Standup comic Jon the Robotic likes to inform his audiences that he does a number of auditions however has a tough time getting bookings.
“They all the time suppose I am too robotic,” he deadpans.
If raucous laughter follows, he comes again with, “Please inform the reserving brokers how humorous that joke was.”
If it would not, he follows up with, “Sorry about that. I feel I obtained caught in a loop. Please inform the reserving brokers that you just like me … that you just like me … that you just like me … that you just like me.”
Jon the Robotic, with help from Oregon State College researcher Naomi Fitter, just lately wrapped up a 32-show tour of comedy golf equipment in larger Los Angeles and in Oregon, producing guffaws and extra importantly knowledge that scientists and engineers can use to assist robots and other people relate extra successfully with each other through humor.
“Social robots and autonomous social brokers have gotten increasingly more ingrained in our on a regular basis lives,” mentioned Fitter, assistant professor of robotics within the OSU School of Engineering. “Plenty of them inform jokes to interact customers – most individuals perceive that humor, particularly nuanced humor, is important to relationship constructing. Nevertheless it’s difficult to develop entertaining jokes for robots which are humorous past the novelty degree.”
Live comedy performances are a means for robots to study “within the wild” which jokes and which deliveries work and which of them do not, Fitter mentioned, similar to human comedians do.
Two research comprised the comedy tour, which included help from a staff of Southern California comedians in arising with materials true to, and applicable for, a robotic comic.
The primary research, consisting of 22 performances within the Los Angeles space, demonstrated that audiences discovered a robotic comedian with good timing – giving the viewers the suitable quantities of time to react, and so forth. – to be considerably extra humorous than one with out good timing.
The second research, primarily based on 10 routines in Oregon, decided that an “adaptive efficiency” – delivering post-joke “tags” that acknowledge an viewers’s response to the joke – wasn’t essentially funnier total, however the diversifications nearly all the time improved the viewers’s notion of particular person jokes. Within the second research, all performances featured applicable timing.
“In bad-timing mode, the robotic all the time waited a full 5 seconds after every joke, no matter viewers response,” Fitter mentioned. “In appropriate-timing mode, the robotic used timing methods to pause for laughter and proceed when it subsided, similar to an efficient human comic would. Total, joke response scores have been greater when the jokes have been delivered with applicable timing.”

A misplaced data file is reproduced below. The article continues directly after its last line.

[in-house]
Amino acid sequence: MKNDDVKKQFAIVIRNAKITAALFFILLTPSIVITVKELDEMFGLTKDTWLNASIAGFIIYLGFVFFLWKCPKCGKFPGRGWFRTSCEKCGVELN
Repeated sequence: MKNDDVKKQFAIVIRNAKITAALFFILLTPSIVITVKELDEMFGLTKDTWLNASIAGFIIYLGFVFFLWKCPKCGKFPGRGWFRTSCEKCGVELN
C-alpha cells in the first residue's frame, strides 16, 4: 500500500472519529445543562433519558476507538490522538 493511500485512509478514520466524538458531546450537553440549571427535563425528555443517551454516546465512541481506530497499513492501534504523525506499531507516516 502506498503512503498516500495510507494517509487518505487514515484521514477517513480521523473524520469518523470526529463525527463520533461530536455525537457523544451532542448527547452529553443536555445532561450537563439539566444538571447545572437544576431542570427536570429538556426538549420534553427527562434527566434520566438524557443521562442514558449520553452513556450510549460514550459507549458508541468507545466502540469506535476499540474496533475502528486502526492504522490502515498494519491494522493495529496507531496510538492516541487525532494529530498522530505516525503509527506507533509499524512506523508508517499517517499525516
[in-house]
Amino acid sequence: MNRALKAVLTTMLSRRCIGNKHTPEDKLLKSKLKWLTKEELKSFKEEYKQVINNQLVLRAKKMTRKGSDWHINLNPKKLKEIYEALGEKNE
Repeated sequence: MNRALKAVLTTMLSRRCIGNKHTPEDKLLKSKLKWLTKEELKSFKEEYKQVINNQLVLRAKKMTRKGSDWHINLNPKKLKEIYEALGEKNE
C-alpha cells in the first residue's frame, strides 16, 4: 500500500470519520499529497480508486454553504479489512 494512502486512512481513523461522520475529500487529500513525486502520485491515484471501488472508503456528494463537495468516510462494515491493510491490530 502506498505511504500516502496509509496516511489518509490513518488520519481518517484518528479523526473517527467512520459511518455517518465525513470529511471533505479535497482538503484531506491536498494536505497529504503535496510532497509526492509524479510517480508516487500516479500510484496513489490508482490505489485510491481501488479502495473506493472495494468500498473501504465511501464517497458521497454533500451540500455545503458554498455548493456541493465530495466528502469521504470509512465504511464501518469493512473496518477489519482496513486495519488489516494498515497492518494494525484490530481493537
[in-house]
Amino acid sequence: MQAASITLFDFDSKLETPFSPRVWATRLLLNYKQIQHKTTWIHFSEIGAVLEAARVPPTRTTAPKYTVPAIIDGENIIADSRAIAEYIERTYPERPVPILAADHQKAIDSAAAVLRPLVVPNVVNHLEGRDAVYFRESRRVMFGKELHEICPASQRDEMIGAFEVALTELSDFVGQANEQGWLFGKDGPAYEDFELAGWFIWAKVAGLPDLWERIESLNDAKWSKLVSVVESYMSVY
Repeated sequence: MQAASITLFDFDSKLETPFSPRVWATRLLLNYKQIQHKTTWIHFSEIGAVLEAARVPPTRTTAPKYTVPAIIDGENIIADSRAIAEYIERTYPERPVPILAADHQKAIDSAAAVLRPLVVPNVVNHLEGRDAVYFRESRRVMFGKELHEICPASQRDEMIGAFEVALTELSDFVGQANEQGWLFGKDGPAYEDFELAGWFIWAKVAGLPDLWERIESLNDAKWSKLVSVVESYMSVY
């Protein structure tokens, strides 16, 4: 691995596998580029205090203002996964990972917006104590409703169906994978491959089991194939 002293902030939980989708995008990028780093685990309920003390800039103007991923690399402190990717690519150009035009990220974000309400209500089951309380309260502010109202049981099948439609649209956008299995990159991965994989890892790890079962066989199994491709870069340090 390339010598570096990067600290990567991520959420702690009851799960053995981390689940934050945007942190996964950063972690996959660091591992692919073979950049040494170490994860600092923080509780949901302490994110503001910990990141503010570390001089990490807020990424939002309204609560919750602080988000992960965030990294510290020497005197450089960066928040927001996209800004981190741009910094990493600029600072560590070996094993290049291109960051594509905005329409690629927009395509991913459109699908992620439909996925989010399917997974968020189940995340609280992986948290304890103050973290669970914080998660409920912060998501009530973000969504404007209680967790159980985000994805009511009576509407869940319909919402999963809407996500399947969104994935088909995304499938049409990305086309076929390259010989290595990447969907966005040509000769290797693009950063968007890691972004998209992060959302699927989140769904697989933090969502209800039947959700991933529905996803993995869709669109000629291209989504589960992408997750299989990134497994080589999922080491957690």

The variety of performances, given to audiences of 10 to 20, present sufficient knowledge to determine important variations between distinct modes of robotic comedy efficiency, and the analysis helped to reply key questions on comedic social interplay, Fitter mentioned.
“Viewers dimension, social context, cultural context, the microphone-holding human presence and the novelty of a robot comedian could have influenced crowd responses,” Fitter mentioned. “The present software program doesn’t account for variations in laughter profiles, however future work can account for these variations utilizing a baseline response measurement. The one sensing we used to guage joke success was audio readings. Future work may profit from incorporating further forms of sensing.”
Nonetheless, the research have key implications for synthetic intelligence efforts to know group responses to dynamic, entertaining social robots in real-world environments, she mentioned.
“Additionally, potential advances in comedy from this work might embrace improved strategies for isolating and finding out the consequences of comedic strategies and higher methods to assist comedians assess the success of a joke or routine,” she mentioned. “The findings will information our subsequent steps towards giving autonomous social brokers improved humor capabilities.”
The research have been revealed by the Affiliation for Computing Equipment/Institute of Electrical and Electronics Engineering’s Worldwide Convention on Human-Robotic Interplay.
John Vilk et al, Comedians in Cafes Getting Information, Proceedings of the 2020 ACM/IEEE Worldwide Convention on Human-Robotic Interplay (2020). DOI: 10.1145/3319502.3374780
Oregon State University
Comedy membership performances present insights on how robots, people join through humor (2020, May 19)
retrieved 19 May 2020
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